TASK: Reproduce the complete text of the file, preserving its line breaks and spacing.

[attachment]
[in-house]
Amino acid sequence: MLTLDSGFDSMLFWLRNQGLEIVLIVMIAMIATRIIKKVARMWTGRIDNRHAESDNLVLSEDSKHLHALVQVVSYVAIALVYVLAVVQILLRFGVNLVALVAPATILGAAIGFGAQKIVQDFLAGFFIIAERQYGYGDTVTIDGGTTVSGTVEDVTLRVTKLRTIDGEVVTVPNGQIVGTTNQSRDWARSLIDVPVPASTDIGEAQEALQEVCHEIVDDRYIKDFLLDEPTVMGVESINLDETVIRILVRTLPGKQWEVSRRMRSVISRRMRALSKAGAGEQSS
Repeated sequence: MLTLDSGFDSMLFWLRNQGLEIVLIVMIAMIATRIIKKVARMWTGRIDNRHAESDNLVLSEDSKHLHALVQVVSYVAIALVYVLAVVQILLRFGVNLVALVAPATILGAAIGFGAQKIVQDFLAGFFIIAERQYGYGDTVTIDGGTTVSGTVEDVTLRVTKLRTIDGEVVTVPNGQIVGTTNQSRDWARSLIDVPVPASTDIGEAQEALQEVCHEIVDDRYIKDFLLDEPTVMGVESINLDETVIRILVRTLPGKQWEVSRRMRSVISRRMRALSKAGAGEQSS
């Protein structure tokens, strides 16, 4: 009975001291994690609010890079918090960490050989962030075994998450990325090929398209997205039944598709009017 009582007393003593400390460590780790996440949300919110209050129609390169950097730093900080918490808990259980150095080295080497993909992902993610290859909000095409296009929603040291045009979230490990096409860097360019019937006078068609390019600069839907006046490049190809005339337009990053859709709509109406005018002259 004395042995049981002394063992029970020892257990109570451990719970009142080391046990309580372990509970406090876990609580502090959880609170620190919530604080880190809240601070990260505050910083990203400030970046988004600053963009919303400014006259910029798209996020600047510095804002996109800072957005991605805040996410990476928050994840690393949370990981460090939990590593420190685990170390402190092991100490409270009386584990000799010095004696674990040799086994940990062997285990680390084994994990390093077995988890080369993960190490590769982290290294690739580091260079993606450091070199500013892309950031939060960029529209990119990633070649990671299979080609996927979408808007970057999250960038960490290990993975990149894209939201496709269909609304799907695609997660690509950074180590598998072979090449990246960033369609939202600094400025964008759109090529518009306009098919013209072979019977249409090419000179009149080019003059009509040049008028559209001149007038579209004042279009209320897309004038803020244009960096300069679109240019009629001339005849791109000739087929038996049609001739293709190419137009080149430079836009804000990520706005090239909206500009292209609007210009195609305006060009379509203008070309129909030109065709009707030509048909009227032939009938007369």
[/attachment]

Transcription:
[in-house]
Amino acid sequence: MLTLDSGFDSMLFWLRNQGLEIVLIVMIAMIATRIIKKVARMWTGRIDNRHAESDNLVLSEDSKHLHALVQVVSYVAIALVYVLAVVQILLRFGVNLVALVAPATILGAAIGFGAQKIVQDFLAGFFIIAERQYGYGDTVTIDGGTTVSGTVEDVTLRVTKLRTIDGEVVTVPNGQIVGTTNQSRDWARSLIDVPVPASTDIGEAQEALQEVCHEIVDDRYIKDFLLDEPTVMGVESINLDETVIRILVRTLPGKQWEVSRRMRSVISRRMRALSKAGAGEQSS
Repeated sequence: MLTLDSGFDSMLFWLRNQGLEIVLIVMIAMIATRIIKKVARMWTGRIDNRHAESDNLVLSEDSKHLHALVQVVSYVAIALVYVLAVVQILLRFGVNLVALVAPATILGAAIGFGAQKIVQDFLAGFFIIAERQYGYGDTVTIDGGTTVSGTVEDVTLRVTKLRTIDGEVVTVPNGQIVGTTNQSRDWARSLIDVPVPASTDIGEAQEALQEVCHEIVDDRYIKDFLLDEPTVMGVESINLDETVIRILVRTLPGKQWEVSRRMRSVISRRMRALSKAGAGEQSS
């Protein structure tokens, strides 16, 4: 009975001291994690609010890079918090960490050989962030075994998450990325090929398209997205039944598709009017 009582007393003593400390460590780790996440949300919110209050129609390169950097730093900080918490808990259980150095080295080497993909992902993610290859909000095409296009929603040291045009979230490990096409860097360019019937006078068609390019600069839907006046490049190809005339337009990053859709709509109406005018002259 004395042995049981002394063992029970020892257990109570451990719970009142080391046990309580372990509970406090876990609580502090959880609170620190919530604080880190809240601070990260505050910083990203400030970046988004600053963009919303400014006259910029798209996020600047510095804002996109800072957005991605805040996410990476928050994840690393949370990981460090939990590593420190685990170390402190092991100490409270009386584990000799010095004696674990040799086994940990062997285990680390084994994990390093077995988890080369993960190490590769982290290294690739580091260079993606450091070199500013892309950031939060960029529209990119990633070649990671299979080609996927979408808007970057999250960038960490290990993975990149894209939201496709269909609304799907695609997660690509950074180590598998072979090449990246960033369609939202600094400025964008759109090529518009306009098919013209072979019977249409090419000179009149080019003059009509040049008028559209001149007038579209004042279009209320897309004038803020244009960096300069679109240019009629001339005849791109000739087929038996049609001739293709190419137009080149430079836009804000990520706005090239909206500009292209609007210009195609305006060009379509203008070309129909030109065709009707030509048909009227032939009938007369």